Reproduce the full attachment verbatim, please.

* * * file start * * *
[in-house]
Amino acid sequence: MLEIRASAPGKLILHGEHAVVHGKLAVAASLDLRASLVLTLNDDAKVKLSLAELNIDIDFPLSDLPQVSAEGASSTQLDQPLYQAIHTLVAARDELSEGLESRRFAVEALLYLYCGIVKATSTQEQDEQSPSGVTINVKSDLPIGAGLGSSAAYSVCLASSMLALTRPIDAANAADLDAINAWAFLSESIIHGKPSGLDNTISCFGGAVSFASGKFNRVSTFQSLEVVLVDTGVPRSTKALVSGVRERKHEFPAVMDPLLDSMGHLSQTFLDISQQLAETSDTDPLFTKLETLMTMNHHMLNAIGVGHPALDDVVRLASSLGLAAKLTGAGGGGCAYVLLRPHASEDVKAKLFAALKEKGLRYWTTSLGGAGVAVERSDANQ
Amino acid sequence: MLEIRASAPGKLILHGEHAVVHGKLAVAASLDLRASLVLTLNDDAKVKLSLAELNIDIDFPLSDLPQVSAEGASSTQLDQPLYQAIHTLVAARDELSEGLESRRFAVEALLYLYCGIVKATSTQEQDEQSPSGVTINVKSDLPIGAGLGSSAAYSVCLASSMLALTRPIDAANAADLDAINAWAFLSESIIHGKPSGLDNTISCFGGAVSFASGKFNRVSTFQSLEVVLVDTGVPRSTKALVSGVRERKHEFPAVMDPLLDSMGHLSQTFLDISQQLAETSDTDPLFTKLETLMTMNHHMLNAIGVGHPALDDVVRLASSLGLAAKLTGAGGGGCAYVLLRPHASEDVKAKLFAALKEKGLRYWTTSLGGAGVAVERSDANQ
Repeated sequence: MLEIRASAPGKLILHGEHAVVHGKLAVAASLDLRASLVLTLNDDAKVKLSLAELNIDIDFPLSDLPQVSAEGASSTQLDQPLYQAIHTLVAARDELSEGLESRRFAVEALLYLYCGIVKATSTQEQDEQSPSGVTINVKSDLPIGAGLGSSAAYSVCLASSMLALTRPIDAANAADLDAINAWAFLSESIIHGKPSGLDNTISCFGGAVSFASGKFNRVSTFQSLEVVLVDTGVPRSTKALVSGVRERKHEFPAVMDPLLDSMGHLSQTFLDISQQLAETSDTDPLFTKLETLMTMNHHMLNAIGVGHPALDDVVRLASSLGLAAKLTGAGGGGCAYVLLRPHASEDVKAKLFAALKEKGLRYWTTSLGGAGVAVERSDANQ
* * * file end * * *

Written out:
[in-house]
Amino acid sequence: MLEIRASAPGKLILHGEHAVVHGKLAVAASLDLRASLVLTLNDDAKVKLSLAELNIDIDFPLSDLPQVSAEGASSTQLDQPLYQAIHTLVAARDELSEGLESRRFAVEALLYLYCGIVKATSTQEQDEQSPSGVTINVKSDLPIGAGLGSSAAYSVCLASSMLALTRPIDAANAADLDAINAWAFLSESIIHGKPSGLDNTISCFGGAVSFASGKFNRVSTFQSLEVVLVDTGVPRSTKALVSGVRERKHEFPAVMDPLLDSMGHLSQTFLDISQQLAETSDTDPLFTKLETLMTMNHHMLNAIGVGHPALDDVVRLASSLGLAAKLTGAGGGGCAYVLLRPHASEDVKAKLFAALKEKGLRYWTTSLGGAGVAVERSDANQ
Amino acid sequence: MLEIRASAPGKLILHGEHAVVHGKLAVAASLDLRASLVLTLNDDAKVKLSLAELNIDIDFPLSDLPQVSAEGASSTQLDQPLYQAIHTLVAARDELSEGLESRRFAVEALLYLYCGIVKATSTQEQDEQSPSGVTINVKSDLPIGAGLGSSAAYSVCLASSMLALTRPIDAANAADLDAINAWAFLSESIIHGKPSGLDNTISCFGGAVSFASGKFNRVSTFQSLEVVLVDTGVPRSTKALVSGVRERKHEFPAVMDPLLDSMGHLSQTFLDISQQLAETSDTDPLFTKLETLMTMNHHMLNAIGVGHPALDDVVRLASSLGLAAKLTGAGGGGCAYVLLRPHASEDVKAKLFAALKEKGLRYWTTSLGGAGVAVERSDANQ
Repeated sequence: MLEIRASAPGKLILHGEHAVVHGKLAVAASLDLRASLVLTLNDDAKVKLSLAELNIDIDFPLSDLPQVSAEGASSTQLDQPLYQAIHTLVAARDELSEGLESRRFAVEALLYLYCGIVKATSTQEQDEQSPSGVTINVKSDLPIGAGLGSSAAYSVCLASSMLALTRPIDAANAADLDAINAWAFLSESIIHGKPSGLDNTISCFGGAVSFASGKFNRVSTFQSLEVVLVDTGVPRSTKALVSGVRERKHEFPAVMDPLLDSMGHLSQTFLDISQQLAETSDTDPLFTKLETLMTMNHHMLNAIGVGHPALDDVVRLASSLGLAAKLTGAGGGGCAYVLLRPHASEDVKAKLFAALKEKGLRYWTTSLGGAGVAVERSDANQ